Biopesticide Products Patented

Josh McGill Pesticides

Michael Jukes is one of the Rhodes University researchers behind the new biopesticides.

Research by Rhodes University PhD graduates Tamryn Marsberg and Michael Jukes has led to the patent of two viral-based products. MultiMax and CodlMax are alternatives to chemical pesticides on citrus, apples and litchi. The advantage of these products includes their lack of non-target effects; the pest is controlled without harming the environment.

The products could assist with control of the codling moth and can be incorporated into control programs alongside other products to mitigate resistance development. Farmers would be able to use an expanded range of options to control pests and prevent resistance development as part of an integrated pest management strategy.

A global patent for the novel biopesticides is now complete and work is underway to register and commercialize the products in various jurisdictions across the globe.

The genesis of the scientific odyssey goes back to 2013 when Marsberg, then a PhD student in the zoology and entomology department, began rearing litchi moth (Cryptophlebia peltastica)for her research. That was when she discovered a novel baculovirus.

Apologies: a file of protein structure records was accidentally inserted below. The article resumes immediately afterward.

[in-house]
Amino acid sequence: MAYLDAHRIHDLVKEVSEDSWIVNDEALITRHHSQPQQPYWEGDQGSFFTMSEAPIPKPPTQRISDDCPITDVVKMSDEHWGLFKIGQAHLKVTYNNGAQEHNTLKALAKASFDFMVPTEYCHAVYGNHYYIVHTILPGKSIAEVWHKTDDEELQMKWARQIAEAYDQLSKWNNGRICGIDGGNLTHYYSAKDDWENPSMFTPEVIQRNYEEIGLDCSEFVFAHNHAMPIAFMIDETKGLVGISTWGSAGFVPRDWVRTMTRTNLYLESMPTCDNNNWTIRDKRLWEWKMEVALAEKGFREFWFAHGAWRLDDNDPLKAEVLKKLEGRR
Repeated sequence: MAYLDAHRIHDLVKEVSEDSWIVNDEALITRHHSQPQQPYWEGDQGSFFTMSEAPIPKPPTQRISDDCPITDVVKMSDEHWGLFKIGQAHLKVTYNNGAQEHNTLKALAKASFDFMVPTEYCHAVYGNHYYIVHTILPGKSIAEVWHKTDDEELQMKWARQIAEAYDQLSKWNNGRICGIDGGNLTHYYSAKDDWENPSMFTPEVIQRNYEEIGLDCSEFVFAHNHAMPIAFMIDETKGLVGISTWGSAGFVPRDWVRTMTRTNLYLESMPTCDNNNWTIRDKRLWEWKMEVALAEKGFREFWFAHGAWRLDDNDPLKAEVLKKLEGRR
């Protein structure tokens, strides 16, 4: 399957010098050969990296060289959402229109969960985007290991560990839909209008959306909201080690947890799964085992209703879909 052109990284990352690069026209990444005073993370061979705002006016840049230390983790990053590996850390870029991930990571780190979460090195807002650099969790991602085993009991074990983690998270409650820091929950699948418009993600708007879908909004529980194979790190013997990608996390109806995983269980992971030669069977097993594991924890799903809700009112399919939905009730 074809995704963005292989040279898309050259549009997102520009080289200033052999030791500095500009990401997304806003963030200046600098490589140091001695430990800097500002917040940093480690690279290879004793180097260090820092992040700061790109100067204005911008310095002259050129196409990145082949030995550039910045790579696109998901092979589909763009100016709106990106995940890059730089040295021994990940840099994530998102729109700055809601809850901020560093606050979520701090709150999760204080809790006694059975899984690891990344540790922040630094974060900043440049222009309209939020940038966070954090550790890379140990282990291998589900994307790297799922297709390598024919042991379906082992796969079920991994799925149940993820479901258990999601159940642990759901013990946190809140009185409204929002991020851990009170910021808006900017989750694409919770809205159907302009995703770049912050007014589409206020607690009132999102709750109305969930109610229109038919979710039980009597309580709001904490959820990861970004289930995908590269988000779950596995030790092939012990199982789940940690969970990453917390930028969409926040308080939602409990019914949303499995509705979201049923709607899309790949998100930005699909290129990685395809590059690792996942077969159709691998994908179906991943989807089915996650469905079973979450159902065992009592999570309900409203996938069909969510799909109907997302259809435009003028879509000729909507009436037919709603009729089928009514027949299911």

By coincidence, in July of 2014, the department’s Polish collaborators, Bogusław Szewczyk and Łukasz Rąbalski, were asked by the Centre for Biological Control (CBC) at Rhodes University to assist in identifying a separate novel virus that had been detected in false codling moth, T-haumatotibia leucotreta.

From 2015 to 2017, Jukes from the biochemistry and microbiology department, along with Marsberg, Szewczyk and Rąbalski, researched these novel viruses extensively.

They discovered that in fact they were a single virus, the Alphabaculovirus Cryptophlebia peltastica Nucleopolyhedrovirus (CrpeNPV). Years of research led to the realization that CrpeNPV had significant potential as an environmentally friendly biopesticide. The CBC, its research partner Citrus Research International and industry partner, River Bioscience, moved to patent the product.  

The first draft of the CrpeNPV patent was prepared and signed in 2017, and since then the team has worked patenting the virus discovery across the globe.

This virus has now been registered and commercialized by River Bioscience. The first shipment of the patented CrpeNPV products, MultiMax and CodlMax, was sent to farmers for use against agricultural pests in South Africa in August 2023.

Source: Rhodes University

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